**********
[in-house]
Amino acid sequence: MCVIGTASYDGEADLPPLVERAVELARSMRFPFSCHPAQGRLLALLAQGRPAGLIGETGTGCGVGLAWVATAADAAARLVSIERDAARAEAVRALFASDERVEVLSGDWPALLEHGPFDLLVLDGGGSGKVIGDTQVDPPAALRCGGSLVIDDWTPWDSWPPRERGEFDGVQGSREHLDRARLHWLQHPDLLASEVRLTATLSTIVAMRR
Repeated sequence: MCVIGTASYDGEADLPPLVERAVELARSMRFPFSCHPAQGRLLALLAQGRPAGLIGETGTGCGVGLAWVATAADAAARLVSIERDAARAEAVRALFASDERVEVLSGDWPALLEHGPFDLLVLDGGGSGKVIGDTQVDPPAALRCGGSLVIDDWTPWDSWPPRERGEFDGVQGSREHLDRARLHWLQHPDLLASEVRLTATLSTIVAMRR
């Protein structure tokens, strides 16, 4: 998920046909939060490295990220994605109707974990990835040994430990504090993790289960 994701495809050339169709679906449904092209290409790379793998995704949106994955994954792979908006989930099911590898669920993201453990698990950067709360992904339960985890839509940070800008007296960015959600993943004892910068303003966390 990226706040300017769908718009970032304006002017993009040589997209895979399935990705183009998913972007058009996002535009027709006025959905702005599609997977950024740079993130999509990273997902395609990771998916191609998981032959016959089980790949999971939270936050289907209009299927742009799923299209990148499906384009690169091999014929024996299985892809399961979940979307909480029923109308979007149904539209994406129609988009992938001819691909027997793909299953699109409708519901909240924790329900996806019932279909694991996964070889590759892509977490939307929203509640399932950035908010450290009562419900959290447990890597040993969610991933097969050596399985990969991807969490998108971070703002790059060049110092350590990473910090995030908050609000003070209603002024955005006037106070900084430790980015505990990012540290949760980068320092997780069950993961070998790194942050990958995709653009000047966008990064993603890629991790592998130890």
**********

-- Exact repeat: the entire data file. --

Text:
[in-house]
Amino acid sequence: MCVIGTASYDGEADLPPLVERAVELARSMRFPFSCHPAQGRLLALLAQGRPAGLIGETGTGCGVGLAWVATAADAAARLVSIERDAARAEAVRALFASDERVEVLSGDWPALLEHGPFDLLVLDGGGSGKVIGDTQVDPPAALRCGGSLVIDDWTPWDSWPPRERGEFDGVQGSREHLDRARLHWLQHPDLLASEVRLTATLSTIVAMRR
Repeated sequence: MCVIGTASYDGEADLPPLVERAVELARSMRFPFSCHPAQGRLLALLAQGRPAGLIGETGTGCGVGLAWVATAADAAARLVSIERDAARAEAVRALFASDERVEVLSGDWPALLEHGPFDLLVLDGGGSGKVIGDTQVDPPAALRCGGSLVIDDWTPWDSWPPRERGEFDGVQGSREHLDRARLHWLQHPDLLASEVRLTATLSTIVAMRR
């Protein structure tokens, strides 16, 4: 998920046909939060490295990220994605109707974990990835040994430990504090993790289960 994701495809050339169709679906449904092209290409790379793998995704949106994955994954792979908006989930099911590898669920993201453990698990950067709360992904339960985890839509940070800008007296960015959600993943004892910068303003966390 990226706040300017769908718009970032304006002017993009040589997209895979399935990705183009998913972007058009996002535009027709006025959905702005599609997977950024740079993130999509990273997902395609990771998916191609998981032959016959089980790949999971939270936050289907209009299927742009799923299209990148499906384009690169091999014929024996299985892809399961979940979307909480029923109308979007149904539209994406129609988009992938001819691909027997793909299953699109409708519901909240924790329900996806019932279909694991996964070889590759892509977490939307929203509640399932950035908010450290009562419900959290447990890597040993969610991933097969050596399985990969991807969490998108971070703002790059060049110092350590990473910090995030908050609000003070209603002024955005006037106070900084430790980015505990990012540290949760980068320092997780069950993961070998790194942050990958995709653009000047966008990064993603890629991790592998130890």